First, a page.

The monitoring system under development will use light to measure vital signs. Small sensors will shine infrared and visible light through the skin and detect how different frequencies of light are absorbed by pulsing arterial blood. A series of algorithms will correlate subtle shifts in the spectra to a wide range of physiological parameters. On the smart phone platform, the built-in video camera will provide the light and record the reflections.

This is the same basic technology used in pulse oximeters, those now familiar devices that clip on a patient’s finger to measure blood oxygen levels. Chon and Mendelson’s approach takes the technology to a far more sophisticated level.

The WPI team will continue hardware, software, and algorithm development to optimize the sensors’ size, durability, and accuracy. They will also evaluate where best to place sensors on the body simultaneously. The sensors will also include embedded accelerometers to measure body movement and posture, along with a wireless link to allow a medic to monitor the health of soldiers.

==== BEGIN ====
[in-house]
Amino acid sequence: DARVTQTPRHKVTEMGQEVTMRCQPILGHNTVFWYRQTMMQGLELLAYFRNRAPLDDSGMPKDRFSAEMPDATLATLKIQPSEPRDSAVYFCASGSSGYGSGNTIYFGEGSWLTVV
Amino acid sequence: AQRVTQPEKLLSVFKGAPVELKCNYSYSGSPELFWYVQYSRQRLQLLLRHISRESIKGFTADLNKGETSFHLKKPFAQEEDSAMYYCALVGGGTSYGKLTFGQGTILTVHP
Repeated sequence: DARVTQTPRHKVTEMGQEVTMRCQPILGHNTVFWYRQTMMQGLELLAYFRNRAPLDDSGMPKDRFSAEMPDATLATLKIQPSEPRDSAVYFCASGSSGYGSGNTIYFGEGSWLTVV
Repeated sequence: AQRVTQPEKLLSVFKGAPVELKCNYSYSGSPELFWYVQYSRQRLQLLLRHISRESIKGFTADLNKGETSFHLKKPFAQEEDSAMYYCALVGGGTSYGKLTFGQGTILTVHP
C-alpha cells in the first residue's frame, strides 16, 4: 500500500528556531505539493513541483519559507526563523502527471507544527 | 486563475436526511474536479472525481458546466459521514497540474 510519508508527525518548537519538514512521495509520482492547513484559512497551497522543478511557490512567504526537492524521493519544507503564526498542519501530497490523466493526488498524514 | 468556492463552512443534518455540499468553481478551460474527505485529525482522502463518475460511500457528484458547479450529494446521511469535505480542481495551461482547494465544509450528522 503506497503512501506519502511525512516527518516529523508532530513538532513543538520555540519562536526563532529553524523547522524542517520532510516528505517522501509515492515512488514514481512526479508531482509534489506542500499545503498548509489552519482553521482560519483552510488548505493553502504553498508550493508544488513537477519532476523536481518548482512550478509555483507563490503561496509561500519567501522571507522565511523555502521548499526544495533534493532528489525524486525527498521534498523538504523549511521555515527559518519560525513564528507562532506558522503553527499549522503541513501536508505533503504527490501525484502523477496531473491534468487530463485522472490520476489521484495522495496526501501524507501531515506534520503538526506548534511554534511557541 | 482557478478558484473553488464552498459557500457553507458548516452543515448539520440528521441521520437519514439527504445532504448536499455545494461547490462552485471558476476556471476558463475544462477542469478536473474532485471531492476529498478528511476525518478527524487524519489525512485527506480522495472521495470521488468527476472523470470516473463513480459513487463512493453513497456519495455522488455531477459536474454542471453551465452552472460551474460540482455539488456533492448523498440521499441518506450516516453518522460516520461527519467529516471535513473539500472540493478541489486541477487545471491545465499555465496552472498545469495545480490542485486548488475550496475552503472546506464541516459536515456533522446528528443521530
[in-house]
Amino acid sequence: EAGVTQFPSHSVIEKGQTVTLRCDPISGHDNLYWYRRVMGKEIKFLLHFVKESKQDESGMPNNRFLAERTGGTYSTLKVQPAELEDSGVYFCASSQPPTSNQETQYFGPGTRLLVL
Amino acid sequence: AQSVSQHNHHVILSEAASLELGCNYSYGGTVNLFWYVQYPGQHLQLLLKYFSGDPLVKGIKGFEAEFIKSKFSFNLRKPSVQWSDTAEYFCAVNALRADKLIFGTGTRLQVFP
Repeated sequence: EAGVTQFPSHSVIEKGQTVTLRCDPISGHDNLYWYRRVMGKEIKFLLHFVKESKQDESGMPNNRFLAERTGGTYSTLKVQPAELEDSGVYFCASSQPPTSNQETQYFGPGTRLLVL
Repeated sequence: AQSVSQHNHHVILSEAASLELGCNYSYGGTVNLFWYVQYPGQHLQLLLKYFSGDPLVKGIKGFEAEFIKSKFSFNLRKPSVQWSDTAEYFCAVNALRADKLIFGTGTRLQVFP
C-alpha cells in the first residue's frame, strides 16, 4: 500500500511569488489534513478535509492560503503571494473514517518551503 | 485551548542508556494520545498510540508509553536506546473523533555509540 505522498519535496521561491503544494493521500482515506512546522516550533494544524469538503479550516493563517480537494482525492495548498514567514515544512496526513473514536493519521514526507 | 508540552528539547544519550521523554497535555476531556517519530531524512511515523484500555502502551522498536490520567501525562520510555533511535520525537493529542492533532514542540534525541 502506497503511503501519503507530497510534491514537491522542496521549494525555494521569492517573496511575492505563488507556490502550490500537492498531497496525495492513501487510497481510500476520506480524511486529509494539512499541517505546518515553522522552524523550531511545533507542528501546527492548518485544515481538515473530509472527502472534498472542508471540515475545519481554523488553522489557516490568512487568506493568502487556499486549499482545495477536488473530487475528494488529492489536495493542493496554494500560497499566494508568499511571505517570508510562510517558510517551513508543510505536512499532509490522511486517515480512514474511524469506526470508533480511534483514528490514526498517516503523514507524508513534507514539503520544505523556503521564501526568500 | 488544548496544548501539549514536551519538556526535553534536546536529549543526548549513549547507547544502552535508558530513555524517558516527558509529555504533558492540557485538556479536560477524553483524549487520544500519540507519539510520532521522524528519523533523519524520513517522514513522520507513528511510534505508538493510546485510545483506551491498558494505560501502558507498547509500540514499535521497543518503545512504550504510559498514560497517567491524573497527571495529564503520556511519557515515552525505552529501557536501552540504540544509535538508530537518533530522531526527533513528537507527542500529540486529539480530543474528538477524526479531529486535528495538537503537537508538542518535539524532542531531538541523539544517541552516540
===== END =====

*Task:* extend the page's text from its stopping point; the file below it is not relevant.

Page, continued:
According to Mendelson, one of the biggest challenges of sensor development for battlefield conditions is maintaining accurate measurements while soldiers are moving. Motion artifact contamination, which is interference caused by body movements, degrades the quality of the signals being measured and can lead to erroneous readings.

Beginning in the second project year, prototypes developed at WPI will be used by the UMass Memorial Medical Center’s emergency department to monitor trauma patients’ vital signs to detect blood loss. Severely injured patients will be monitored as they are transported by the medical center’s “Life-Flight” helicopter.

Other patients will be monitored when they arrive in the center’s emergency room by ambulance, using both wearable sensors and the smart phone application. In addition, the U Mass Medical Center’s clinical team will develop decision support tools to be embedded in the smart phone.